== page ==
Straw-Fiber Packaging Within Grasp Soon
ARS News Service. Agricultural Research Service, USDA, Marcia
Wood, (301) 504-1662, MarciaWood@ars.usda.gov
Today's leftover rice and wheat straw might tomorrow be used
in making environmentally friendly packaging materials or other
biobased products. The molded polystyrene forms that hold computers
or electronic components snugly in their shipping cartons, for
example, could be replaced with biodegradable inserts made--in
part--from straw fiber. That's according to Agricultural Research
Service chemist William J. Orts. He is leader of the Bioproduct
Chemistry and Engineering Unit at the ARS Western Regional Research
Center in Albany, Calif.
Orts directs studies that are revealing how cellulose-rich fibers
from straw hold up during pulping. The pulping process results
in a slurry of straw, water and additives, such as clays and starches,
that are dried and molded into rigid shapes. Straw fibers must
perform predictably so that the finished pulp product is uniform,
according to Orts. Otherwise, manufacturers might opt to stay
with familiar raw materials instead of choosing straw.
Orts is collaborating in the studies with Regale Corporation,
a California-based designer and manufacturer of customized packaging
made from recycled materials. In new tests at the Western Regional
Research Center, Orts and co-researchers are putting rice and
wheat straw through a modified hot-water and a conventional chemical-based
pulping process. The researchers hope to discover variations that
could lower costs. That could boost the appeal of rice or wheat
straw as an economical manufacturing option.
Packaging materials and other biobased products from straw could
give growers a new, profitable market for straw that today is
plowed under or perhaps sold for animal feed or bedding. The amount
of straw produced each year is enormous. In California alone,
the annual rice crop generates more than 300,000 tons of straw.
And the state's wheat crop yields an estimated 400,000 tons of
New Process for Tenderizing Meat
Scientist: James Claus (608) 262-0875,
Source: George Gallepp (608) 262-3636, Agricultural
and Consumer Press Service College of Agricultural and Life Sciences,
440 Henry Mall, Research Division, Madison WI 53706, (608) 262-1461,
University of Wisconsin-Madison
A new process that instantly tenderizes boneless meat could help
packing houses produce consistently tender, moist cuts of beef,
according to a University of Wisconsin-Madison meat scientist.
"We can take cuts such as top rounds, eye of rounds, or rib
and loin steaks and improve their tenderness by 25 percent to
30 percent in the blink of an eye," says James Claus of the
Department of Animal Sciences. "This could have an enormous
impact on the meat industry's ability to produce more tender products.
"Cuts that are already tender, such as filet mignon, don't
need to be more tender," Claus says. "The new process
increases the tenderness of cuts from the least tender animals
the most. The greatest improvement is in meat cuts that are leaner
and less marbled, which are typically from the lower USDA beef
quality grades. The result is that meat treated this way will
be more consistently tender." Tests show that the method
also works well on pork and chicken breasts. Claus found a 28
percent improvement in the tenderness of pork loins, for example.
To tenderize beef, the industry currently may age meat for one
to two weeks, use blades or needles that slice into or puncture
meat cuts, or add plant enzymes to the meat. Claus's tests at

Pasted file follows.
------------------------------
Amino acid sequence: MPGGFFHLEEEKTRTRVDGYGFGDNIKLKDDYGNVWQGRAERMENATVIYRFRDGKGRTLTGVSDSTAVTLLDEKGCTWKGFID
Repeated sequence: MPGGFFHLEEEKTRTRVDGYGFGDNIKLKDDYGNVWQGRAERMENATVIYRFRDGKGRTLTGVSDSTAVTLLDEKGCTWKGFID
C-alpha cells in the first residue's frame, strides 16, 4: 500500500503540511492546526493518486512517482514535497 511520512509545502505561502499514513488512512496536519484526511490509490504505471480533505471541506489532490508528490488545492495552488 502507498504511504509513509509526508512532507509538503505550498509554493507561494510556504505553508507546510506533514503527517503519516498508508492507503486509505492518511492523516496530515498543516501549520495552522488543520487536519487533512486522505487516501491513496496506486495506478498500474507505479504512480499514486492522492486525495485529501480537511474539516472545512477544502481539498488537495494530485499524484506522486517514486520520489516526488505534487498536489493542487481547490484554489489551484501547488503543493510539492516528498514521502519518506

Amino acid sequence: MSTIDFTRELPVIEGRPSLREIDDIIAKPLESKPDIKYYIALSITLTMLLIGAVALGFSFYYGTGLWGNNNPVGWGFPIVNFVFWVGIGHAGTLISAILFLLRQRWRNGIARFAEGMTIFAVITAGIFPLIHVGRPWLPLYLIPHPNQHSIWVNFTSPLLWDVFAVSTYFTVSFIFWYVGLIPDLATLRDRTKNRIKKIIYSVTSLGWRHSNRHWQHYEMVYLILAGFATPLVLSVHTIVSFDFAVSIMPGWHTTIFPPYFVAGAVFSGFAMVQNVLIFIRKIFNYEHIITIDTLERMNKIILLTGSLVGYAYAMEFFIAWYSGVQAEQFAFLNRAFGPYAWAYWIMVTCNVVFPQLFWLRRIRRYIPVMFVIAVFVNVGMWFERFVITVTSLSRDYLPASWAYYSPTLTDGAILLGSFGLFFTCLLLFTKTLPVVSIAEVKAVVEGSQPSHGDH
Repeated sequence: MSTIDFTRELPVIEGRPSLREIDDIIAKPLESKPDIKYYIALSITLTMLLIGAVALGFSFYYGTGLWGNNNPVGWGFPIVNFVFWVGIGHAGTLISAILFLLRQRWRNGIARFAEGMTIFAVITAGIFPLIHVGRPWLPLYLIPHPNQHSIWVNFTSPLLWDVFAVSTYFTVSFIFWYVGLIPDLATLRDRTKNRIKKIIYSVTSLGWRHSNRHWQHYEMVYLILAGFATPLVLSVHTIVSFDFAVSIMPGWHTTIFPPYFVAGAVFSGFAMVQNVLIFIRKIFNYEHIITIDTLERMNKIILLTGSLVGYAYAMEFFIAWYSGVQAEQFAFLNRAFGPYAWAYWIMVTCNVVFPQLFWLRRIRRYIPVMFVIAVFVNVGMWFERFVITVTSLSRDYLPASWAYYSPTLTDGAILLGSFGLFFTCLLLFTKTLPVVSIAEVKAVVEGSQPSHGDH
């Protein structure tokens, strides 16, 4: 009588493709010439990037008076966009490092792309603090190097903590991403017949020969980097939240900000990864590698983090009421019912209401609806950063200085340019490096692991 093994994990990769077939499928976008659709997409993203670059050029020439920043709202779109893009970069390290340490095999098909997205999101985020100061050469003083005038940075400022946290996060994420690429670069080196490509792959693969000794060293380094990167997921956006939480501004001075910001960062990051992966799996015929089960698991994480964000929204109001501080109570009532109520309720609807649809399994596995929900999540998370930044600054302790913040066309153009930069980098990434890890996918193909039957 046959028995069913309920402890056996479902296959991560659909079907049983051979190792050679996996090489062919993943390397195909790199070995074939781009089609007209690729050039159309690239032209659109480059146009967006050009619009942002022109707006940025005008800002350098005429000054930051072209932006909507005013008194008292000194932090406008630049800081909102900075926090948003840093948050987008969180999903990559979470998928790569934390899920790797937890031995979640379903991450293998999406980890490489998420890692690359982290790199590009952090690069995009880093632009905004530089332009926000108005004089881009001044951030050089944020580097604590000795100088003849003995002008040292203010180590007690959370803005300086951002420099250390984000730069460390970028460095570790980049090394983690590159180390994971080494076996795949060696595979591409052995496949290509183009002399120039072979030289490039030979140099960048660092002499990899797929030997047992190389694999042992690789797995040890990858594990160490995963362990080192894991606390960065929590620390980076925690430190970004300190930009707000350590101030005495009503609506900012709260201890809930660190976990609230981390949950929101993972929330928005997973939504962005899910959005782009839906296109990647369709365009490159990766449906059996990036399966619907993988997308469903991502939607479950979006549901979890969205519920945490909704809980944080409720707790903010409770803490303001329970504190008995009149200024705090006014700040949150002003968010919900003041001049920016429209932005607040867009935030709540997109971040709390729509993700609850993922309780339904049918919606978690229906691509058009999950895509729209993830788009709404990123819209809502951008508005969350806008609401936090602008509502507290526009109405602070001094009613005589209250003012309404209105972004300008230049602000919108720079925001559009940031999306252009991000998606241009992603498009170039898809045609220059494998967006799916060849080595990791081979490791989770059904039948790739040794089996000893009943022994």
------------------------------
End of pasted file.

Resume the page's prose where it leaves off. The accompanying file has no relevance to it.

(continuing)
the UW-Madison's Meat and Muscle Biology Laboratory showed dramatic
increases in tenderness of unaged meat.
The new method performs as well as or better than blade tenderization,
he says, and it doesn't break the surface of meat. (Processes
that break the meat surface increase the risk of bacterial contamination.)
Another advantage of the process is that nothing is added, such
as plant enzymes, which may give meat an undesirable flavor or
texture. The new process uses electrically generated hydrodynamic
shock waves. Like a sonic boom traveling through the atmosphere,
the shock wave speeds through the meat breaking apart some of
the tiny fibers in the muscle cells. In addition to improving
tenderness, this process also improves the ability of meat to
absorb and retain moisture, according to Claus. He says the method
does not change the meat's flavor or color. Hydrodyne Incorporated
of San Juan, Puerto Rico holds patents for tenderizing meat with
electrically created hydrodynamic shock waves. The company provided
the machine Claus evaluated. His experiments at the College of
Agricultural and Life Sciences were supported in part by grants
from the Wisconsin Beef Council.
The concept of tenderizing with shock waves is not new. An earlier
Hydrodyne method attempted to tenderize meat using explosives
to generate the shock waves. The new electrical-based system produces
higher shock wave pressures and allows an operator to treat meat
more than once if needed for greater tenderness. The unit Claus
used takes as much space as a small pickup truck and does not
require any unusual electrical current. Claus says the meat industry
may find the process especially useful in tenderizing what are
known as sub-primals and individual muscles used to produce case-ready
steaks. Claus also used the machine to tenderize beef and pork
cuts before injecting marinade. The treated cuts retained five
percent more marinade, which improved their juiciness.
The process also could be used in preparing broilers for market.
"It would allow that industry to remove breast meat from
bone immediately rather than storing the birds in ice first. We
found that breasts removed immediately and subsequently treated
post-rigor with this shock-wave method were as tender as breasts
harvested using the current method," Claus says.